In this Tuesday, Aug. 20, 2013 photo, an early ed ition of Thomas Paine’s “Common Sense” is displayed at Iona College in New Rochelle, N.Y. A once-endangered collection of about 300 Paine-related pieces is the cornerstone of a new Institute for Thomas Paine Studies at Iona. (AP Photo/Jim Fitzgerald)
NEW ROCHELLE, N.Y. (AP) — He helped inspire the American Revolution, but Thomas Paine suffered a broad range of indignities afterward: Political cartoonists lampooned him, he was denied the right to vote and a coin was minted that pictured him in a noose.
After his death, his body was dug up and lost and the gravesite was paved over.
As for his writings and personal effects, “His archives, like his bones, have been scattered,” one scholar said.
But now a historic endangered collection, including first editions of “Common Sense,” Paine’s eyeglasses and locks of his hair, has found a safe new home at Iona College in the New York City suburbs, barely a mile from what was once Paine’s farm.
When the Institute for Thomas Paine Studies formally opens Sept. 9 at Iona, it will be a widely welcomed resolution to a battle over the fate of the memorabilia.
“I’m just delighted,” said Martin Levitt, library director at the American Philosophical Society in Philadelphia, which also has a world-class Paine collection. “Paine is the most misunderstood of the Founding Fathers, sort of the black sheep, and making more of his lifetime work available to scholars is going to be a tremendous improvement.”
Paine is best known for writing “Common Sense,” a hugely popular pro-Revolution pamphlet that was credited with building enthusiasm for the war and encouraging volunteers for the Continental Army. And his “Crisis” writings helped stiffen American resolve during the difficult war.
“These are the times that try men’s souls,” he wrote during the first winter of the Revolution.
But despite the success of the war, Paine’s popularity soon plummeted over his part in the French Revolution, his writings against organized religion and his letter denouncing George Washington and federalism.
Theodore Roosevelt called Paine a “filthy little atheist,” though modern scholars say he believed in God — but not churches. “My religion is to do good,” he wrote.
“He’s still being argued about today,” said Scott Cleary, faculty director of the new institute.
The collection, 300 or so pieces amassed since 1884 by the Thomas Paine National Historical Association, is to serve as the basis of courses and conferences at Iona, which has already established a minor in Thomas Paine Studies.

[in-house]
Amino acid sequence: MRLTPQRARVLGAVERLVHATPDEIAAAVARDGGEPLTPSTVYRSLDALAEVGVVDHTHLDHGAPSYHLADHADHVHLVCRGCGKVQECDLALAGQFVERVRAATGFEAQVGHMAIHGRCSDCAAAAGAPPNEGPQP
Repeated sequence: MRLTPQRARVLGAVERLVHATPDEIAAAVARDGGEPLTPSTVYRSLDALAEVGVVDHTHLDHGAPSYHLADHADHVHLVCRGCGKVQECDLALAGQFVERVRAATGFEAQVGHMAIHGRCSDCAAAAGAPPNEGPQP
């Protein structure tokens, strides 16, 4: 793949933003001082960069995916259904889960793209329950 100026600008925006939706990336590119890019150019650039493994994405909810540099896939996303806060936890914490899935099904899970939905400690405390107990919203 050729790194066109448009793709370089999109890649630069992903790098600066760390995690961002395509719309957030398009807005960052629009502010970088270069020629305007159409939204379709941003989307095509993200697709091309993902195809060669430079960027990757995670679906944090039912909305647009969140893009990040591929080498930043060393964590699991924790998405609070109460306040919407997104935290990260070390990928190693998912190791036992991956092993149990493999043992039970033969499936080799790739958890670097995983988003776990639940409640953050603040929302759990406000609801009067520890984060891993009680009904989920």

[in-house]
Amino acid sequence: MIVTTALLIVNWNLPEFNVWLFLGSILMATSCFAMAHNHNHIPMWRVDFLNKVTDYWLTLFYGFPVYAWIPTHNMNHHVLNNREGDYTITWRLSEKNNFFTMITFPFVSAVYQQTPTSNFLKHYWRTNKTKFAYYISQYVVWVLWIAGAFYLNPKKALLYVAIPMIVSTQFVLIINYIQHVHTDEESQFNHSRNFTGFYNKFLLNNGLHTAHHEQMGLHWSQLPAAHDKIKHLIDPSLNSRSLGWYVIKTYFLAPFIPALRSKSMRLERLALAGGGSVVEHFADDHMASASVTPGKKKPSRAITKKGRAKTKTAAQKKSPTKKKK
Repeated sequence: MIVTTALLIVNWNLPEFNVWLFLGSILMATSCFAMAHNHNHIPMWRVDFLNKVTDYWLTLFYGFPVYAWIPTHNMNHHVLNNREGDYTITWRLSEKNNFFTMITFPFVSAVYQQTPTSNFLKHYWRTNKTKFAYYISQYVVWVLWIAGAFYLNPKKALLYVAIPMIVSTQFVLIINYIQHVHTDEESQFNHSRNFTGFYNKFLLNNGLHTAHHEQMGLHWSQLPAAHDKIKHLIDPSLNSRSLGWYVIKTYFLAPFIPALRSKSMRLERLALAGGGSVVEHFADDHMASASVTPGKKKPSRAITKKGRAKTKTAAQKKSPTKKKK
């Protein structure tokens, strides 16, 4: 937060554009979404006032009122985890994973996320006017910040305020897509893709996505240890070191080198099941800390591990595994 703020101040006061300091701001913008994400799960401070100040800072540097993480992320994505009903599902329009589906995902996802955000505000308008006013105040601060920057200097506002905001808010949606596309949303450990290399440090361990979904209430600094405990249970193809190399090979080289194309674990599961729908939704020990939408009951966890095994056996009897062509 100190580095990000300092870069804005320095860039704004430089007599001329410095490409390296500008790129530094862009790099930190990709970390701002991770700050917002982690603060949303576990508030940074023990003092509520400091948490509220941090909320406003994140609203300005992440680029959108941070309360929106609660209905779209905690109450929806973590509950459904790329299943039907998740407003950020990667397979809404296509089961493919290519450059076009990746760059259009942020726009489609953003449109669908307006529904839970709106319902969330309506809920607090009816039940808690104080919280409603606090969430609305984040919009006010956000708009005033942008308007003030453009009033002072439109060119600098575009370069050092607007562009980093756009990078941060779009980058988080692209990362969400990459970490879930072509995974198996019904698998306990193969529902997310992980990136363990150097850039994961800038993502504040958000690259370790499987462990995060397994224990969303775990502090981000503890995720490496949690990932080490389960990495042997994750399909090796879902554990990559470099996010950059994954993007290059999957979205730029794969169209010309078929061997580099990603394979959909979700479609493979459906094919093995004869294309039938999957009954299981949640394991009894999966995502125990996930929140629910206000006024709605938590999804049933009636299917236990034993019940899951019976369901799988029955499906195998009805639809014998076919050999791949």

Daniel Guiney, an Iona senior from Hastings-on-Hudson who took one of the new Paine courses last year, said, “I kind of stumbled onto it, but I really got the Paine bug. … I’m almost sorry I’ll be graduating soon because I’d like to do the minor.”
The collection will be accessible to students and outside scholars and to the public in rotating displays in Iona’s sleek, climate-controlled Ryan Library.
In contrast, many of the prize pieces spent recent years locked in a huge safe in a back room at the historical association’s 1925 building in New Rochelle as members tried to protect them from deteriorating conditions, said Gary Berton, a former president.
“I was horrified,” said Brad Mulkern, now the president and executive director of the association, recalling his first visit to the building. “The roof had holes in it, it was leaking through the ceiling. … I just couldn’t believe stuff that was so priceless was so exposed. I mean, this is Thomas Paine, the man who called for revolution!”
The association’s board sold some valuable pieces to raise money for repairs, which brought complaints and an investigation by the state attorney general’s office. Eventually, the collection was sent to the New-York Historical Society in Manhattan.
The move to Manhattan didn’t sit well with some in New Rochelle, Paine being a local boy. Meanwhile, just down the street from association headquarters, Iona was undertaking an archive to store its collection of Irish history. The college people and the Paine people got together and the idea of an institute was born — and court approved.
“It was just serendipitous,” Mulkern said. “Before, I was heartbroken. Now, I couldn’t be happier. It’s a win for the community, it’s a win for Iona and it’s a win for Thomas Paine.”